The deal, agreed to by European finance ministers, will see EU citizens pay the same tax rate on income invested overseas, something which has taken 13 years to come to fruition.
However, Luxembourg, Austria and Belgium have been made exempt from this and will instead levy a withholding tax of 15% on savings, which will climb to 20% in 2007 and to 35% by 2010.
Switzerland will charge taxes at similar rates, and must still approve the plan, something it is expected to do once technical problems have been resolved.
The remaining EU member states will levy taxes at the same rate on savings and there will be a free exchange of information between tax authorities – an idea strongly supported by Gordon Brown, and aimed at combating tax evasion, fraud and money laundering.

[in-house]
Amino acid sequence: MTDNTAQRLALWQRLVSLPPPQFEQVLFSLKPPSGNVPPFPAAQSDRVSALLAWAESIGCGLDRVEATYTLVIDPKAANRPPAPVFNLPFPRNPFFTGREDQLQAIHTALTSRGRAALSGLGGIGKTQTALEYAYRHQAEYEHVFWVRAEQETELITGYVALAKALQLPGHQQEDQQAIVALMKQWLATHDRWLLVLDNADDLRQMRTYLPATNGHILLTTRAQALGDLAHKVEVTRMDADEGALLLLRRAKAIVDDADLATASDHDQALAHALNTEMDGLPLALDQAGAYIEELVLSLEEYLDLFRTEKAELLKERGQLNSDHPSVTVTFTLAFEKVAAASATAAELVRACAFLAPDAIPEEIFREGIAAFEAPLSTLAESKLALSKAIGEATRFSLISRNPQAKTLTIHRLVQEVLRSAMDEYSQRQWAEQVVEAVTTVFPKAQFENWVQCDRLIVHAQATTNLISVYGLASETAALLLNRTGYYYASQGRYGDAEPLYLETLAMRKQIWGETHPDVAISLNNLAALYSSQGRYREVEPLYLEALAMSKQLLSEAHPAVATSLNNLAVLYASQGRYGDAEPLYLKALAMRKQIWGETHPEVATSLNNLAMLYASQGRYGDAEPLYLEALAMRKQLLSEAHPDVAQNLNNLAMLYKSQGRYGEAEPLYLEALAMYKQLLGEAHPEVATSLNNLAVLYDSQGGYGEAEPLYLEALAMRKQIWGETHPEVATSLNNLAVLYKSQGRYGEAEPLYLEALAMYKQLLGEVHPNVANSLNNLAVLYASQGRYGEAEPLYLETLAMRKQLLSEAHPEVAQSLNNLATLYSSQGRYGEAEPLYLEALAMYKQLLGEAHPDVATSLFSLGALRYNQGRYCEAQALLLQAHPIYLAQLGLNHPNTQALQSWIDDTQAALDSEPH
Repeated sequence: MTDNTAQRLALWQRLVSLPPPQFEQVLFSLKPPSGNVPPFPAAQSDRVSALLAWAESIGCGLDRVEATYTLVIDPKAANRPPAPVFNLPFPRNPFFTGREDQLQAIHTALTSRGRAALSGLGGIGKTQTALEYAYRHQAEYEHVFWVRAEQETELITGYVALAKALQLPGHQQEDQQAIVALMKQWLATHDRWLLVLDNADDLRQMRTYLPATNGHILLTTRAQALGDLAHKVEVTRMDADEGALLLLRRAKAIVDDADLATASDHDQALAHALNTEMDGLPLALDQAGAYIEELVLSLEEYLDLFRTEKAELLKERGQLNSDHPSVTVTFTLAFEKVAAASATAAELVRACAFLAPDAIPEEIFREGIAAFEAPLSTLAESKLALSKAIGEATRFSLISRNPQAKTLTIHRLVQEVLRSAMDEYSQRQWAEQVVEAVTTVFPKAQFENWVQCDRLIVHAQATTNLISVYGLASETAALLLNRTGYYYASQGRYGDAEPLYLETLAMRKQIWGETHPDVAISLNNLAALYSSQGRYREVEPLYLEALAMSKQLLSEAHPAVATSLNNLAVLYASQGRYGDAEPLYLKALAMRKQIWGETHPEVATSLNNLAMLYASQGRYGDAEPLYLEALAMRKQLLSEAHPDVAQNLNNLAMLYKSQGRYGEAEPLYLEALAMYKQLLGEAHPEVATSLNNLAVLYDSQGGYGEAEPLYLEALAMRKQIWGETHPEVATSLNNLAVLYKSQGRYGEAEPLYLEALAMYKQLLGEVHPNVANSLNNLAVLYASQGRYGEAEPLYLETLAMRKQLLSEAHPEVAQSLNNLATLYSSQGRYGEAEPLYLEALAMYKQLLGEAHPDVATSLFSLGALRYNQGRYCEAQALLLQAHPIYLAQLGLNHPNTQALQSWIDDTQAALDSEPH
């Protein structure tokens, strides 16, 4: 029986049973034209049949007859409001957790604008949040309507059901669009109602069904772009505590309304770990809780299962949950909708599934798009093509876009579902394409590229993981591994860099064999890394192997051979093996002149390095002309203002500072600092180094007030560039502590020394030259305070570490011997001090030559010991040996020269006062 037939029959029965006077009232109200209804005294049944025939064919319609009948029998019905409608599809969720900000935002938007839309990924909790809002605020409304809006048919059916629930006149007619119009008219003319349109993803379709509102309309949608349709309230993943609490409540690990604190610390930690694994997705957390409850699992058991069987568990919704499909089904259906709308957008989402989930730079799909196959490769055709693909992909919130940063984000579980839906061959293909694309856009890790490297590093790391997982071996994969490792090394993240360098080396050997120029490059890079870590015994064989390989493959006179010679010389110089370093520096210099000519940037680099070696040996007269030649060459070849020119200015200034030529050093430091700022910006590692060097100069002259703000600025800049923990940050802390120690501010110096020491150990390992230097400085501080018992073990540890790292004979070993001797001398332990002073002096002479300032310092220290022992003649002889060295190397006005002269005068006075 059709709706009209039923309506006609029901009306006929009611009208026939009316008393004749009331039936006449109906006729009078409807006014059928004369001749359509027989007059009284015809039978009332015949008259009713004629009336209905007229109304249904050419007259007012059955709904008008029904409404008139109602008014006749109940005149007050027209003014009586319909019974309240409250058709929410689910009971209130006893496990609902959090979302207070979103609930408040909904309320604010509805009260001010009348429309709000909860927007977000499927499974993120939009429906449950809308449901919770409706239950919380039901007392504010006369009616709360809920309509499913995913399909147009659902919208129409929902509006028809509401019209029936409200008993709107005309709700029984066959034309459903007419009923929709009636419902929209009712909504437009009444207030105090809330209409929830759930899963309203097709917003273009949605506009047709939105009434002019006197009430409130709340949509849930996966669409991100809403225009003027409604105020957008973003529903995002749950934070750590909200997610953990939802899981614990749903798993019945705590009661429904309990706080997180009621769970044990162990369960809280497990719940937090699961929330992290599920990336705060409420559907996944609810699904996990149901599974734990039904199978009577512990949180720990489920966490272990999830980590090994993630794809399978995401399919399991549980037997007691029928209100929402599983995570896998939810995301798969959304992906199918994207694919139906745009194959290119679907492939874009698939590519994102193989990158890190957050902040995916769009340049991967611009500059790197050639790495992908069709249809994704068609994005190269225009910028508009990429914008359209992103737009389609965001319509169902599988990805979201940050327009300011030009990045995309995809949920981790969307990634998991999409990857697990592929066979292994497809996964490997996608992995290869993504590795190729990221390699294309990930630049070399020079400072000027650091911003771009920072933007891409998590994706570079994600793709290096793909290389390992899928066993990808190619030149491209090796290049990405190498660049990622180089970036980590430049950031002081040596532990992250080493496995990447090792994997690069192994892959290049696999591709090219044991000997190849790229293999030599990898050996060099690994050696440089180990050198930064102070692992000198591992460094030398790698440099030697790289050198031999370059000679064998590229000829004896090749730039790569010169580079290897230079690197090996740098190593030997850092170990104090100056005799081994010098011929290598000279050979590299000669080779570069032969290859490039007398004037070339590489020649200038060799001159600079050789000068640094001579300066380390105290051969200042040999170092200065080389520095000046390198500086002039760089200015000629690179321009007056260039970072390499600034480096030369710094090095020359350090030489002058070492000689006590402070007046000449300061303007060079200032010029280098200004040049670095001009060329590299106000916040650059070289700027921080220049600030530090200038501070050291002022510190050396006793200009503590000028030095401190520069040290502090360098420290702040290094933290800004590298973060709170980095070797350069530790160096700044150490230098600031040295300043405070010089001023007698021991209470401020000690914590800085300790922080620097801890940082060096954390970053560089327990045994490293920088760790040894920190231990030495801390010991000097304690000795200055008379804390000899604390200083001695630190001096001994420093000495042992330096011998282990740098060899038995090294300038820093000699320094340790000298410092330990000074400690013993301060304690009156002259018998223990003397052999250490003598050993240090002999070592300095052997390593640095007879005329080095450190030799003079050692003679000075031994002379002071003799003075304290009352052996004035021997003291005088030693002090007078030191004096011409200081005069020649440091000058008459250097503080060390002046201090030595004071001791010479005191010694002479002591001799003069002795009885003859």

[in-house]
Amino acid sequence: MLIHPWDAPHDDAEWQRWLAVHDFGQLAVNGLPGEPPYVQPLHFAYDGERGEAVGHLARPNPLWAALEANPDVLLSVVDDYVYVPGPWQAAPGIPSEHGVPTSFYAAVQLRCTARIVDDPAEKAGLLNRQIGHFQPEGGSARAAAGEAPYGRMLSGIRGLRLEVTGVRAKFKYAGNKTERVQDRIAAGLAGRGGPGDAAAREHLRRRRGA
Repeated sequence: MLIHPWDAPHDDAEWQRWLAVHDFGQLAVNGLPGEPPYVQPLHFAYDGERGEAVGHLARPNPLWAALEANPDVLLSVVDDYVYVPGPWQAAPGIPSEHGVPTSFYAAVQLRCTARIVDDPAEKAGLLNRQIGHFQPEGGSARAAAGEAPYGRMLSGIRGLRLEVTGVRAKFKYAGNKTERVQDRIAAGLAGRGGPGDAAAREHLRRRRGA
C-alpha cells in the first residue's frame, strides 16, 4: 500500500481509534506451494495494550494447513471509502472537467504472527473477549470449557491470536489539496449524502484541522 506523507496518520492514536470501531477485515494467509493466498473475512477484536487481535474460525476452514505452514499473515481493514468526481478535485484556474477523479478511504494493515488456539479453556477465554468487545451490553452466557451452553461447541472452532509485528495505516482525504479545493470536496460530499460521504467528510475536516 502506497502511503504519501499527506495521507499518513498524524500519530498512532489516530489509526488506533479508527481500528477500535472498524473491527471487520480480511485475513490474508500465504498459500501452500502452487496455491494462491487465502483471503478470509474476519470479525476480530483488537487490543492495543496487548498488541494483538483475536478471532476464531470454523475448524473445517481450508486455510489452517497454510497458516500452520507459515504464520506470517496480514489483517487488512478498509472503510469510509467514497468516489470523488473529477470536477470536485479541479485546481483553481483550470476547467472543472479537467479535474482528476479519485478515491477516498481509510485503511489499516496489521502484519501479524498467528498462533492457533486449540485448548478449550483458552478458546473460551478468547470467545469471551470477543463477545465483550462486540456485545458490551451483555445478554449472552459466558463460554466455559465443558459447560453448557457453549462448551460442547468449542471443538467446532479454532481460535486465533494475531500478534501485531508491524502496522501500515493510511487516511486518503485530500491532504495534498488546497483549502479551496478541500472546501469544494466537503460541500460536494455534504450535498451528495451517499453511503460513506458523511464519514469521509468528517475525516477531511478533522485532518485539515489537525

However, the compromise deal will anger the Organisation of Economic Development and Co-operation, who has claimed that such an arrangement – granting special concessions to Luxembourg in particurlar – will hamper its drive to stamp out harmful tax practices in so-called ‘tax havens’.
Companies reported increased levels of scrutiny over their tax planning strategies last year as fewer FDs understand what HMRC considers as tax avoidance, according to HMRC’s latest large business survey
Tax evaders are set to face tough new sanctions under plans detailed by HM Revenue and Customs (HMRC) today
HMRC has outlined a change in VAT policy to the treatment of dwellings that have been formed from either the construction of new buildings, or from the conversion of non-residential buildings
I will feel slightly awkward when I write to the client who is about to receive a large invoice from the PAYE expert, offering him the fee protection going forward